Haftar's forces control much of the country's east and south, but were dealt a significant blow last week when militias allied with the Tripoli government reclaimed the strategic town of Gharyan, about 100 kilometres from the capital. Gharyan had been a key supply route for the LNA forces.

 

A spokesperson for Haftar's forces did not immediately answer phone calls and messages seeking comment. Local media reported the LNA had launched airstrikes against a militia camp near the detention centre in Tripoli's Tajoura neighbourhood.

The airstrike hit a workshop housing weapons and vehicles, and an adjacent hangar where around 150 migrants were being held, mostly Sudanese and Moroccans, according to two migrants who spoke to The Associated Press on condition of anonymity for fear of reprisal.

Warnings that detention centres were at risk

The migrants said three or four survived unharmed and about 20 were wounded. They said the rest were killed, indicating the final death toll could be much higher.

In this May 21 photo provided by an African migrant, hundreds of migrants stage a protest in a detention centre in the town of Zintan, western Libya. Conditions at the migrant camps have been condemned by the United Nations and aid groups. (The Associated Press)

"Some people were wounded, and they died on the road, on their way running, and some people are still under the debris so we don't know what to say," said Othman Musa, a migrant from Nigeria.

"All we know is we want the UN to help people out of this place because this place is dangerous," he said.

Doctors Without Borders said the detention cell that was destroyed held 126 migrants. The aid group's Libya medical co-ordinator, Prince Alfani, said teams visited the centre just hours before the airstrike. He said survivors fear for their lives, and he called for the immediate evacuation of the detention centres.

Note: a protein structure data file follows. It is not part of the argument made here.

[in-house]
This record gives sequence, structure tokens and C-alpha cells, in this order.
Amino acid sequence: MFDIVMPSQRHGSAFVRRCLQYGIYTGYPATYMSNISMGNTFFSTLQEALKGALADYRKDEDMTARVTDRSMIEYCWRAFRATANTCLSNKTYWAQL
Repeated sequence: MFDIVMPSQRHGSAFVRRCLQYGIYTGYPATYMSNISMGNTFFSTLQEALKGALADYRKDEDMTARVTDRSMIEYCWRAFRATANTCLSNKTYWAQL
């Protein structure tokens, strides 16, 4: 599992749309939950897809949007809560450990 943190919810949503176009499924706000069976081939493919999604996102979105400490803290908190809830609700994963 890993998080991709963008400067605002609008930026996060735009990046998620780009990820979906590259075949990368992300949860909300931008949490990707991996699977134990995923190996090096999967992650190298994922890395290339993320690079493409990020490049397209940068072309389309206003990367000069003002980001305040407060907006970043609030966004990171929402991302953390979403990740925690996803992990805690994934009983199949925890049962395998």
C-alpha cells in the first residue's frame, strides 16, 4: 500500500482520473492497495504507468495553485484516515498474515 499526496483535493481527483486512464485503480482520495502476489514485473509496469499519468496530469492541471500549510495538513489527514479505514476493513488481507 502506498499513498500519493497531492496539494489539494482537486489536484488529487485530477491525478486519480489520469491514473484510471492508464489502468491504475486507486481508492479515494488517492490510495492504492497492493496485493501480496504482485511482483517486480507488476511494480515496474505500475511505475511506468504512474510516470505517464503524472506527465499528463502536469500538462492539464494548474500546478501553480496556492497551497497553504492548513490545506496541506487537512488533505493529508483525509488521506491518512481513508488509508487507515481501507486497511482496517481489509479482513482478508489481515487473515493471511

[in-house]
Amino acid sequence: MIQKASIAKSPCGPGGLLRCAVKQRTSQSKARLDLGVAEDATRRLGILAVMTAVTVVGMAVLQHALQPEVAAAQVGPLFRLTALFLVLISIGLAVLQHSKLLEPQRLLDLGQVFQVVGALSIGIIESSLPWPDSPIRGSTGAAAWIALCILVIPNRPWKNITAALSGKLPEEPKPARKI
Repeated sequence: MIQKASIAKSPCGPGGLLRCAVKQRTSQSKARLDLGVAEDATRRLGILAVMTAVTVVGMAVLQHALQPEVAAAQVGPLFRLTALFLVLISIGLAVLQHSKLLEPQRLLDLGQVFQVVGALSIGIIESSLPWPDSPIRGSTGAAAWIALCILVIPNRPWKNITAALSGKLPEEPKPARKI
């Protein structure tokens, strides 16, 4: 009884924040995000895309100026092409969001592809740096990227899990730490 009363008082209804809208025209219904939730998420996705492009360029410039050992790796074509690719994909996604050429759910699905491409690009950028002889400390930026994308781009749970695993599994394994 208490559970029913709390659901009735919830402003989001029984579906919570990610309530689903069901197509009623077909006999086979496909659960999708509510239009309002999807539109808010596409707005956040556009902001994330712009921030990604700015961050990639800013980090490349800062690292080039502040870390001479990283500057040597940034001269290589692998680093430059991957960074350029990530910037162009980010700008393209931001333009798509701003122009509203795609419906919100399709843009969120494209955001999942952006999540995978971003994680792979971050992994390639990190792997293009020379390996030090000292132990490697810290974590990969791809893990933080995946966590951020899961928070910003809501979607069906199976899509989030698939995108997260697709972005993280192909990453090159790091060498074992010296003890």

The UN refugee agency in Libya condemned the airstrike on the detention centre and called for an immediate end to efforts to return migrants to Libya.

"This is the second time that the detention centre … has been hit during the current hostilities," UN High Commissioner for Human Rights Michelle Bachelet. "I urge all parties to the conflict to abide by their obligations under international humanitarian law, and to take all possible measures to protect civilians and civilian infrastructure, including schools, hospitals and detention facilities."

A spokesperson for UNHCR said the organization was sending medical teams to the site after the latest airstrike.

UN envoy Ghassan Salame said the airstrike could amount to a war crime because it "killed by surprise innocent people whose dire conditions forced them to be in that shelter."